In recent years, the need for robots to transition from isolated industrial tasks to shared environments, including human-robot collaboration and teleoperation, has become increasingly evident. Building on the foundation of Fractal Impedance Control (FIC) introduced in our previous work, this paper presents a novel extension to dual-arm tele-cooperation, leveraging the non-linear stiffness and passivity of FIC to adapt to diverse cooperative scenarios. Unlike traditional impedance controllers, our approach ensures stability without relying on energy tanks, as demonstrated in our prior research. In this paper, we further extend the FIC framework to bimanual operations, allowing for stable and smooth switching between different dynamic tasks without gain tuning. We also introduce a telemanipulation architecture that offers higher transparency and dexterity, addressing the challenges of signal latency and low-bandwidth communication. Through extensive experiments, we validate the robustness of our method, and the results confirm the advantages of the FIC approach over traditional impedance controllers, showcasing its potential for applications in planetary exploration and other scenarios requiring dexterous telemanipulation. This paper's contributions include the seamless integration of FIC into multi-arm systems, the ability to perform robust interactions in highly variable environments, and the provision of a comprehensive comparison with competing approaches, thereby significantly enhancing the robustness and adaptability of robotic systems.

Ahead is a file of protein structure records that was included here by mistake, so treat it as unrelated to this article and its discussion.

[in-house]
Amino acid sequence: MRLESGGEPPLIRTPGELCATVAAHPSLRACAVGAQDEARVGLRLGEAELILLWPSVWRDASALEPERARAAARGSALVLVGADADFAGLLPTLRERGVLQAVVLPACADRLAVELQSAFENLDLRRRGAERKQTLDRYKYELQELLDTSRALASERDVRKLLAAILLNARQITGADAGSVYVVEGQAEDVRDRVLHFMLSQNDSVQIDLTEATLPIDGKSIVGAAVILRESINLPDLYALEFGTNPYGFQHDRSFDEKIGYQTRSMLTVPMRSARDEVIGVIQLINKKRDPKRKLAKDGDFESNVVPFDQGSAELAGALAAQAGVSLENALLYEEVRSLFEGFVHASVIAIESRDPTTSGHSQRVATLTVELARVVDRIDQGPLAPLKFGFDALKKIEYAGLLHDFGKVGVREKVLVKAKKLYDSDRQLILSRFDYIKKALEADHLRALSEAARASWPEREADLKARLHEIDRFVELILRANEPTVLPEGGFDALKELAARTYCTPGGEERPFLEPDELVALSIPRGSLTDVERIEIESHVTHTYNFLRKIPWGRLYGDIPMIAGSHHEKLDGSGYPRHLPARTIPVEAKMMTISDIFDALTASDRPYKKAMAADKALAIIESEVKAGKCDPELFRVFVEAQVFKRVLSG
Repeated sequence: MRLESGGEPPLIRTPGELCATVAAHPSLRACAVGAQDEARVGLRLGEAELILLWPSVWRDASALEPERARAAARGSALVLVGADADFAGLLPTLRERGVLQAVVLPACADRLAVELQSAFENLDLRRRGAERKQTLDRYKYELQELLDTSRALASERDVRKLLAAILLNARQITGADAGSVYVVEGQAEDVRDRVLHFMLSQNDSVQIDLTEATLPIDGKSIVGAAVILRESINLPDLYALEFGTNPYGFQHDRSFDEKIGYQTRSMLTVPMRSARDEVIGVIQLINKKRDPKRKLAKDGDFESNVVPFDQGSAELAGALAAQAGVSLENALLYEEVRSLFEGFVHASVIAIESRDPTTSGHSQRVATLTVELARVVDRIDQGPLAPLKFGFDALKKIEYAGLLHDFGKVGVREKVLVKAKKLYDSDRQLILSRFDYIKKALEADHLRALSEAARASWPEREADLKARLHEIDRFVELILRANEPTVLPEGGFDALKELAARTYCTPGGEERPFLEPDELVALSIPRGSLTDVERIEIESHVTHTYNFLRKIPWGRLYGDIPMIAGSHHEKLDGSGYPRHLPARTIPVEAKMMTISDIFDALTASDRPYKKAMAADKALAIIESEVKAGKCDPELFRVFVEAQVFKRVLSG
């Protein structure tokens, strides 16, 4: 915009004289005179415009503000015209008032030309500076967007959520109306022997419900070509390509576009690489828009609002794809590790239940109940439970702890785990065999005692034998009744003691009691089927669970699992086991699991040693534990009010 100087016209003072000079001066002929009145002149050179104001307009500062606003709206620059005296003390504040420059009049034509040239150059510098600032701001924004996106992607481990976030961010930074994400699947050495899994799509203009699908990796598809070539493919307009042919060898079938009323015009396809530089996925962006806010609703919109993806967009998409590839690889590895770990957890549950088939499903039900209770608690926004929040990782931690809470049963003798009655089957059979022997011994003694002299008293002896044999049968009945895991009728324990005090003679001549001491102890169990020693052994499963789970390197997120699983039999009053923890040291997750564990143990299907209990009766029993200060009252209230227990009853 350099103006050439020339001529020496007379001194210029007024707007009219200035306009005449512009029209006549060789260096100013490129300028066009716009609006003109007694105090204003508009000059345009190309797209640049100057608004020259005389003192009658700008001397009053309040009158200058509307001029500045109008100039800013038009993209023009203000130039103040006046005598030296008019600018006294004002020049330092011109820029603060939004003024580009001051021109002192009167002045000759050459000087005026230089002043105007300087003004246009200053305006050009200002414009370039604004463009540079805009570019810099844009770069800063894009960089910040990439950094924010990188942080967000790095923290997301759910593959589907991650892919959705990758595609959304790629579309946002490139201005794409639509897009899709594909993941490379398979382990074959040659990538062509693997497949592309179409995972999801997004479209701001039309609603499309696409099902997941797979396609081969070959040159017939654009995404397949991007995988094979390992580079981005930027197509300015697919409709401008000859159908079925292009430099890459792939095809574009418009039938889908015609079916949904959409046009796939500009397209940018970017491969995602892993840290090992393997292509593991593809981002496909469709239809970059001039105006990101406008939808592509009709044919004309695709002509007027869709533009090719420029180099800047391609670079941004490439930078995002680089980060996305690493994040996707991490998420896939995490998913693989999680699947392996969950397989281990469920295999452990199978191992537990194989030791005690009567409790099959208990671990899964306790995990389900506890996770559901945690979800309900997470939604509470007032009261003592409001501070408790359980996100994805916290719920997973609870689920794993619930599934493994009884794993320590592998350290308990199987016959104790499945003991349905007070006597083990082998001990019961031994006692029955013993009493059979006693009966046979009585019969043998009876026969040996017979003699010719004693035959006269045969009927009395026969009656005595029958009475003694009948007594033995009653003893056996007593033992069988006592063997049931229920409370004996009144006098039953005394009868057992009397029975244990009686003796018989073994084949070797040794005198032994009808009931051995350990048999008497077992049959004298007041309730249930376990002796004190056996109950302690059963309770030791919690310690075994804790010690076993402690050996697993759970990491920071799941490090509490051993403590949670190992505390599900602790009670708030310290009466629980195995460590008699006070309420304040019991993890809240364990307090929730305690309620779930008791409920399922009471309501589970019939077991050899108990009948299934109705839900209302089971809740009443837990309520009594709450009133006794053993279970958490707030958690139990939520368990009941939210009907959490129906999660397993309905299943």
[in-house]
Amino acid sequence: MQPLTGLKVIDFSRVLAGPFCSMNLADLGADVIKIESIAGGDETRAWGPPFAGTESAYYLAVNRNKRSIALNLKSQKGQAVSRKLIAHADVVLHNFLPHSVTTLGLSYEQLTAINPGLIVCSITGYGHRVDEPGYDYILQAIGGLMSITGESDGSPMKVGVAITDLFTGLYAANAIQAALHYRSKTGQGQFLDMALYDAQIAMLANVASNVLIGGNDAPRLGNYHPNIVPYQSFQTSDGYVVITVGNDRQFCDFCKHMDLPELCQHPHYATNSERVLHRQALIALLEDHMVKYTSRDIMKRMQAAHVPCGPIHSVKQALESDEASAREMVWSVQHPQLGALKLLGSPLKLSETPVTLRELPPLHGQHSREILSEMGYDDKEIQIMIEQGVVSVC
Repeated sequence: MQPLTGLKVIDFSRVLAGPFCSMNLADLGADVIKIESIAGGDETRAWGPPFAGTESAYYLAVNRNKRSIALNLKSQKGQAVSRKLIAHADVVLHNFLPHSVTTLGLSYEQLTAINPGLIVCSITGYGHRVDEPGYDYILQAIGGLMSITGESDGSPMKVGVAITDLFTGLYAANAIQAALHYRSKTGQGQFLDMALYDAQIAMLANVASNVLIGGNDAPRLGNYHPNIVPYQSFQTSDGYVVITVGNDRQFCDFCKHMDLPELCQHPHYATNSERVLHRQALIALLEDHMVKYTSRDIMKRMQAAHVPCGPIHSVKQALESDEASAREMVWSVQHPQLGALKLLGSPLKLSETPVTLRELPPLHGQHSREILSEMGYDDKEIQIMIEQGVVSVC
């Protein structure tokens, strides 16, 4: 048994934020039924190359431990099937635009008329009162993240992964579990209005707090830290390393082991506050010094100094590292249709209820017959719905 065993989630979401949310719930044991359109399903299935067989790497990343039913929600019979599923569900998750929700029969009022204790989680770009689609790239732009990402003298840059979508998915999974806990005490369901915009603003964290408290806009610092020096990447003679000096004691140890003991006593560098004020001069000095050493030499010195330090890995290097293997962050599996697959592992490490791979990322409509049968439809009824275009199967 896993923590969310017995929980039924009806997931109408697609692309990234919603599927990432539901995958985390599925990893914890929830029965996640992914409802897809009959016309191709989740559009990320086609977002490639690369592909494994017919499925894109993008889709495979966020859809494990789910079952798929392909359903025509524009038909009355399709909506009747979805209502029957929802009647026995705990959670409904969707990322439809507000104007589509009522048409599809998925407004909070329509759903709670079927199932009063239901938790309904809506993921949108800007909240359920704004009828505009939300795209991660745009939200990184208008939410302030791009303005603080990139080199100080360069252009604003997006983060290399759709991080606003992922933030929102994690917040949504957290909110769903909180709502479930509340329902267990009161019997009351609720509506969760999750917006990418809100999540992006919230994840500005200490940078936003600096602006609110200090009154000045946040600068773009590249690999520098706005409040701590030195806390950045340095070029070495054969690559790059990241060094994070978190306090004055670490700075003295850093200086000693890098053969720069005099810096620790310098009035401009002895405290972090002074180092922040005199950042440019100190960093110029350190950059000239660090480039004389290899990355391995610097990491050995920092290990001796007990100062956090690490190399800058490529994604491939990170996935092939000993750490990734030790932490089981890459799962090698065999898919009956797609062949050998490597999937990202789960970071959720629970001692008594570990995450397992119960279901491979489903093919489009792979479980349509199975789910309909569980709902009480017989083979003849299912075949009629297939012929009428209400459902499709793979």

Supported by: EU project HARMONY and The Alan Turing Institute

Workshop  - Cooking Robotics: Perception and motion planning

The realisation of cooking robots presents numerous real-world challenges. This workshop explores the latest advancements in 'robots in cooking,' addressing hardware considerations, multimodal perception, motion planning and control, experimental methodologies, and benchmarking approaches. 

Amid labour shortages and increased hygiene concerns in the post-COVID world, automation in the food industry and personalised cooking assistants have become essential. This workshop will bridge the gap between academia, industry, and professionals by inviting leading researchers, collaborating with a competition, the Food Topping Challenge, and showcasing robot demonstrations.

**Invited speakers (tentative)

Fumiya Iida (University of Cambridge, UK) Tamim Asfour (Karlsruhe Institute of Technology, Germany) Oliver Kroemer/Kevin Zhang (Carnegie Mellon University, United States) Akihiko Yamaguchi (Tohoku University, Japan) Dorsa Sadigh/Priya Sundaresan (Stanford University, United States) Mako Miyatake (freelancer chef, Japan) Josie Hughes (EPFL)

Supported by: Sony AI, EU project HARMONY, Japan Science and Technology (JST) Moonshot and The Alan Turing Institute


Further Information

Cooking Robots Workshop